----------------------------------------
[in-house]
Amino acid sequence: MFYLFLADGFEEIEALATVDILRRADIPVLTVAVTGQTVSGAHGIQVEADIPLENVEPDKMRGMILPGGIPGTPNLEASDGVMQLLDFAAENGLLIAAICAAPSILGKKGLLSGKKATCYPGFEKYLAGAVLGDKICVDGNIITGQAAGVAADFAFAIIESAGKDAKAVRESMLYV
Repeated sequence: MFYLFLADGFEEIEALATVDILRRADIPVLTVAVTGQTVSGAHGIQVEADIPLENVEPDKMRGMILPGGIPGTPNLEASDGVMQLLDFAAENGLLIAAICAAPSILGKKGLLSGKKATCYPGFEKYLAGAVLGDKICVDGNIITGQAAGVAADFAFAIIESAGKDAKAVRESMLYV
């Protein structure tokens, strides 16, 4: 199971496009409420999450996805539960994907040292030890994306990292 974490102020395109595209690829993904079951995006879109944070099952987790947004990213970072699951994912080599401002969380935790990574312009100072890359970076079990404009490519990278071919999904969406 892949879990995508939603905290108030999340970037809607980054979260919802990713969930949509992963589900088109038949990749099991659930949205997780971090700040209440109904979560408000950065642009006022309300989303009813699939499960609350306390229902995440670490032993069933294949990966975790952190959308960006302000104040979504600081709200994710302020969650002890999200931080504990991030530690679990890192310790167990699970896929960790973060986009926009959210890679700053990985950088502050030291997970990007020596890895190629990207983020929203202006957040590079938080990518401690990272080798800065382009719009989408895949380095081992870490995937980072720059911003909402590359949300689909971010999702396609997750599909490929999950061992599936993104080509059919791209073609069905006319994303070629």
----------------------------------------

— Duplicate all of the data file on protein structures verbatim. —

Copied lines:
[in-house]
Amino acid sequence: MFYLFLADGFEEIEALATVDILRRADIPVLTVAVTGQTVSGAHGIQVEADIPLENVEPDKMRGMILPGGIPGTPNLEASDGVMQLLDFAAENGLLIAAICAAPSILGKKGLLSGKKATCYPGFEKYLAGAVLGDKICVDGNIITGQAAGVAADFAFAIIESAGKDAKAVRESMLYV
Repeated sequence: MFYLFLADGFEEIEALATVDILRRADIPVLTVAVTGQTVSGAHGIQVEADIPLENVEPDKMRGMILPGGIPGTPNLEASDGVMQLLDFAAENGLLIAAICAAPSILGKKGLLSGKKATCYPGFEKYLAGAVLGDKICVDGNIITGQAAGVAADFAFAIIESAGKDAKAVRESMLYV
């Protein structure tokens, strides 16, 4: 199971496009409420999450996805539960994907040292030890994306990292 974490102020395109595209690829993904079951995006879109944070099952987790947004990213970072699951994912080599401002969380935790990574312009100072890359970076079990404009490519990278071919999904969406 892949879990995508939603905290108030999340970037809607980054979260919802990713969930949509992963589900088109038949990749099991659930949205997780971090700040209440109904979560408000950065642009006022309300989303009813699939499960609350306390229902995440670490032993069933294949990966975790952190959308960006302000104040979504600081709200994710302020969650002890999200931080504990991030530690679990890192310790167990699970896929960790973060986009926009959210890679700053990985950088502050030291997970990007020596890895190629990207983020929203202006957040590079938080990518401690990272080798800065382009719009989408895949380095081992870490995937980072720059911003909402590359949300689909971010999702396609997750599909490929999950061992599936993104080509059919791209073609069905006319994303070629």